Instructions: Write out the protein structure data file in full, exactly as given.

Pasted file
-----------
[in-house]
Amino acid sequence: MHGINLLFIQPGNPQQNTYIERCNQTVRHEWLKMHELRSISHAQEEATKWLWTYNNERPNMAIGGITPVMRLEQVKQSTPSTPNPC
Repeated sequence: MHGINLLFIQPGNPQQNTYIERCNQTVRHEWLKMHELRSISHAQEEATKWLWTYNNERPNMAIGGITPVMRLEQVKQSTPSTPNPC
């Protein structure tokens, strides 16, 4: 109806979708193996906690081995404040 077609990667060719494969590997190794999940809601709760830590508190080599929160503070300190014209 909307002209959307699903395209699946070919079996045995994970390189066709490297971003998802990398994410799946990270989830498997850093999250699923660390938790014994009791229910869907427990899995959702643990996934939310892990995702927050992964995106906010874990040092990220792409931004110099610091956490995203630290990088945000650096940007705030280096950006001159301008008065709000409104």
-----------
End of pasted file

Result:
[in-house]
Amino acid sequence: MHGINLLFIQPGNPQQNTYIERCNQTVRHEWLKMHELRSISHAQEEATKWLWTYNNERPNMAIGGITPVMRLEQVKQSTPSTPNPC
Repeated sequence: MHGINLLFIQPGNPQQNTYIERCNQTVRHEWLKMHELRSISHAQEEATKWLWTYNNERPNMAIGGITPVMRLEQVKQSTPSTPNPC
């Protein structure tokens, strides 16, 4: 109806979708193996906690081995404040 077609990667060719494969590997190794999940809601709760830590508190080599929160503070300190014209 909307002209959307699903395209699946070919079996045995994970390189066709490297971003998802990398994410799946990270989830498997850093999250699923660390938790014994009791229910869907427990899995959702643990996934939310892990995702927050992964995106906010874990040092990220792409931004110099610091956490995203630290990088945000650096940007705030280096950006001159301008008065709000409104």